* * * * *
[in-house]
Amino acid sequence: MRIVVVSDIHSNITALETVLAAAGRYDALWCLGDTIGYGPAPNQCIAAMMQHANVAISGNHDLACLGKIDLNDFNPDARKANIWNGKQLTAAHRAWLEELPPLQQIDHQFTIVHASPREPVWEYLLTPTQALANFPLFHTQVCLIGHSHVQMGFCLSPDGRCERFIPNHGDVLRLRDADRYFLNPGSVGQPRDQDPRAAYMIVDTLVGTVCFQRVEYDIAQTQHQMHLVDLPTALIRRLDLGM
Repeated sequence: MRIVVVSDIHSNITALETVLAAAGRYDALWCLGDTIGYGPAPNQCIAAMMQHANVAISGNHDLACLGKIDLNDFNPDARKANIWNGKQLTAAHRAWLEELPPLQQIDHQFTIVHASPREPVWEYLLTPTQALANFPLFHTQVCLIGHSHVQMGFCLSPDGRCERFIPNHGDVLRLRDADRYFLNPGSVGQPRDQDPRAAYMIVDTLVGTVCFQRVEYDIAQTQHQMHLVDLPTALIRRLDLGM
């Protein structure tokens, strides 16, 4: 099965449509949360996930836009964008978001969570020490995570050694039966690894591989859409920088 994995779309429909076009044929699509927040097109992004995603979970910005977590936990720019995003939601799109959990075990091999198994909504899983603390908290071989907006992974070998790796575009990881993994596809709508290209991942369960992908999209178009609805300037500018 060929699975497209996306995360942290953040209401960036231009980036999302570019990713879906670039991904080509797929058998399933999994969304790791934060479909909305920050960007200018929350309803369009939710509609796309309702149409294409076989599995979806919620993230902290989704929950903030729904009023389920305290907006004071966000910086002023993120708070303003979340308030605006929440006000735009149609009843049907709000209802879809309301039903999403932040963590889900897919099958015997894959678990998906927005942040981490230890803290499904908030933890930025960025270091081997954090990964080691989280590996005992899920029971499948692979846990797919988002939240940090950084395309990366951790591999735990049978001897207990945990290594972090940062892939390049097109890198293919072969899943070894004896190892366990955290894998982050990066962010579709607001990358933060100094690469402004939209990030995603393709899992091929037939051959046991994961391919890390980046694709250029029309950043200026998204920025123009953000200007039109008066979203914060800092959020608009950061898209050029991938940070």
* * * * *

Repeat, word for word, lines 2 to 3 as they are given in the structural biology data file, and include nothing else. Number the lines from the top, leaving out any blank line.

Amino acid sequence: MRIVVVSDIHSNITALETVLAAAGRYDALWCLGDTIGYGPAPNQCIAAMMQHANVAISGNHDLACLGKIDLNDFNPDARKANIWNGKQLTAAHRAWLEELPPLQQIDHQFTIVHASPREPVWEYLLTPTQALANFPLFHTQVCLIGHSHVQMGFCLSPDGRCERFIPNHGDVLRLRDADRYFLNPGSVGQPRDQDPRAAYMIVDTLVGTVCFQRVEYDIAQTQHQMHLVDLPTALIRRLDLGM
Repeated sequence: MRIVVVSDIHSNITALETVLAAAGRYDALWCLGDTIGYGPAPNQCIAAMMQHANVAISGNHDLACLGKIDLNDFNPDARKANIWNGKQLTAAHRAWLEELPPLQQIDHQFTIVHASPREPVWEYLLTPTQALANFPLFHTQVCLIGHSHVQMGFCLSPDGRCERFIPNHGDVLRLRDADRYFLNPGSVGQPRDQDPRAAYMIVDTLVGTVCFQRVEYDIAQTQHQMHLVDLPTALIRRLDLGM